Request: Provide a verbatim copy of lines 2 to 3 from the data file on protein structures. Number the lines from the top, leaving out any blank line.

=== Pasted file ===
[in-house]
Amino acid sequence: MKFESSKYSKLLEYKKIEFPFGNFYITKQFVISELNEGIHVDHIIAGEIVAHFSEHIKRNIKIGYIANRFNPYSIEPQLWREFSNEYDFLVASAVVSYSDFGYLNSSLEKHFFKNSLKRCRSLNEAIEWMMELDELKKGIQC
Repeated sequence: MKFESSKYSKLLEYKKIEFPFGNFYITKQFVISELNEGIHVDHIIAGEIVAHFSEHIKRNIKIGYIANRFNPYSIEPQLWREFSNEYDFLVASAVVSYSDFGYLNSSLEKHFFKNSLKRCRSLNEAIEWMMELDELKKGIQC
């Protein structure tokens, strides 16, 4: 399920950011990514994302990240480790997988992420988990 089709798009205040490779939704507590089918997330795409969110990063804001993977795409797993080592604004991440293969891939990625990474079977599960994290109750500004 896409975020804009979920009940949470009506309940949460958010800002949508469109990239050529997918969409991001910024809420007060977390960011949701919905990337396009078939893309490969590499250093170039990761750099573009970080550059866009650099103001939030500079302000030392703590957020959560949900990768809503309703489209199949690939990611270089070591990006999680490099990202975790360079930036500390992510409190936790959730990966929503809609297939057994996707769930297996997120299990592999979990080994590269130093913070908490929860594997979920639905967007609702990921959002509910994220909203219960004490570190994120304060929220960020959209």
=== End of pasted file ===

Amino acid sequence: MKFESSKYSKLLEYKKIEFPFGNFYITKQFVISELNEGIHVDHIIAGEIVAHFSEHIKRNIKIGYIANRFNPYSIEPQLWREFSNEYDFLVASAVVSYSDFGYLNSSLEKHFFKNSLKRCRSLNEAIEWMMELDELKKGIQC
Repeated sequence: MKFESSKYSKLLEYKKIEFPFGNFYITKQFVISELNEGIHVDHIIAGEIVAHFSEHIKRNIKIGYIANRFNPYSIEPQLWREFSNEYDFLVASAVVSYSDFGYLNSSLEKHFFKNSLKRCRSLNEAIEWMMELDELKKGIQC